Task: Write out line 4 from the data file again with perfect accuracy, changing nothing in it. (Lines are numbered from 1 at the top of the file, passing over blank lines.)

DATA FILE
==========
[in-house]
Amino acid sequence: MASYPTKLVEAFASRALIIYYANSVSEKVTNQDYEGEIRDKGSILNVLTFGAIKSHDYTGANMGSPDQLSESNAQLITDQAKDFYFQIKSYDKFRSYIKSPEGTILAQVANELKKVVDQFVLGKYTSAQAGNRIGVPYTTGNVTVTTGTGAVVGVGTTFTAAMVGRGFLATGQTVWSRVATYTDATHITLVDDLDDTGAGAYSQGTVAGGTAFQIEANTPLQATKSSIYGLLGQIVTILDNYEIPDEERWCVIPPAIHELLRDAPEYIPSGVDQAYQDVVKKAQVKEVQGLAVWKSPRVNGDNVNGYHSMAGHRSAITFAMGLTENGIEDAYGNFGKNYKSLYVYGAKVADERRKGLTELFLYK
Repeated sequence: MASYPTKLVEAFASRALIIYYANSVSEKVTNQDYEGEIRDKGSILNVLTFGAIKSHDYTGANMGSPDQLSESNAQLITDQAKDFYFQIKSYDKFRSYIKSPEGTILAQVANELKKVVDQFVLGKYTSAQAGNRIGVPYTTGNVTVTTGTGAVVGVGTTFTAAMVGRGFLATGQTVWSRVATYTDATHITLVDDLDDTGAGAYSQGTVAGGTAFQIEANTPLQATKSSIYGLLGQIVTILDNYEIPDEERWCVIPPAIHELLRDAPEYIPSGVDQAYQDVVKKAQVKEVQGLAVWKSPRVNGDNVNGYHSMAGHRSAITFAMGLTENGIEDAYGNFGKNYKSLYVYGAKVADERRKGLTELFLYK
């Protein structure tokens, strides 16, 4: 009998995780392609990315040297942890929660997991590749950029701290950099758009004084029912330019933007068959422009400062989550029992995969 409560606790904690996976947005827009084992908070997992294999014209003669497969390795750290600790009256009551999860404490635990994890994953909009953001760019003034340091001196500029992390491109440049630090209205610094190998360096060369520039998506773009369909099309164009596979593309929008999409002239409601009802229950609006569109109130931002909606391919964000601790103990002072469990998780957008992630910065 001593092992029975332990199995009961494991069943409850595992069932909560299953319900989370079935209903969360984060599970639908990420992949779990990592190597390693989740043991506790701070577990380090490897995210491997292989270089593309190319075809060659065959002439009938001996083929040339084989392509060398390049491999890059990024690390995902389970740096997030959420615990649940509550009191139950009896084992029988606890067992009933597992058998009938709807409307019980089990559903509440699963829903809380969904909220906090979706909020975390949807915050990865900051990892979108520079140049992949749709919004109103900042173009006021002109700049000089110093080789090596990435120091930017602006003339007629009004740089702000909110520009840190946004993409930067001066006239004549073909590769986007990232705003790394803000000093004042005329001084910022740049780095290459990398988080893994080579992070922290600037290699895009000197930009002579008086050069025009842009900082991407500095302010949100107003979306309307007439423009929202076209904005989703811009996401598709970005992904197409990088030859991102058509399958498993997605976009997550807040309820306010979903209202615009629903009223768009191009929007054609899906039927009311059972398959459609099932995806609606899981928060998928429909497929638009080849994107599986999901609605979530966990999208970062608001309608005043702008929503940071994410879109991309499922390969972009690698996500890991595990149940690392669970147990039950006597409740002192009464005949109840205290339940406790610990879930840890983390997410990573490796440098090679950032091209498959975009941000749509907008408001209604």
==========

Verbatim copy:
């Protein structure tokens, strides 16, 4: 009998995780392609990315040297942890929660997991590749950029701290950099758009004084029912330019933007068959422009400062989550029992995969 409560606790904690996976947005827009084992908070997992294999014209003669497969390795750290600790009256009551999860404490635990994890994953909009953001760019003034340091001196500029992390491109440049630090209205610094190998360096060369520039998506773009369909099309164009596979593309929008999409002239409601009802229950609006569109109130931002909606391919964000601790103990002072469990998780957008992630910065 001593092992029975332990199995009961494991069943409850595992069932909560299953319900989370079935209903969360984060599970639908990420992949779990990592190597390693989740043991506790701070577990380090490897995210491997292989270089593309190319075809060659065959002439009938001996083929040339084989392509060398390049491999890059990024690390995902389970740096997030959420615990649940509550009191139950009896084992029988606890067992009933597992058998009938709807409307019980089990559903509440699963829903809380969904909220906090979706909020975390949807915050990865900051990892979108520079140049992949749709919004109103900042173009006021002109700049000089110093080789090596990435120091930017602006003339007629009004740089702000909110520009840190946004993409930067001066006239004549073909590769986007990232705003790394803000000093004042005329001084910022740049780095290459990398988080893994080579992070922290600037290699895009000197930009002579008086050069025009842009900082991407500095302010949100107003979306309307007439423009929202076209904005989703811009996401598709970005992904197409990088030859991102058509399958498993997605976009997550807040309820306010979903209202615009629903009223768009191009929007054609899906039927009311059972398959459609099932995806609606899981928060998928429909497929638009080849994107599986999901609605979530966990999208970062608001309608005043702008929503940071994410879109991309499922390969972009690698996500890991595990149940690392669970147990039950006597409740002192009464005949109840205290339940406790610990879930840890983390997410990573490796440098090679950032091209498959975009941000749509907008408001209604």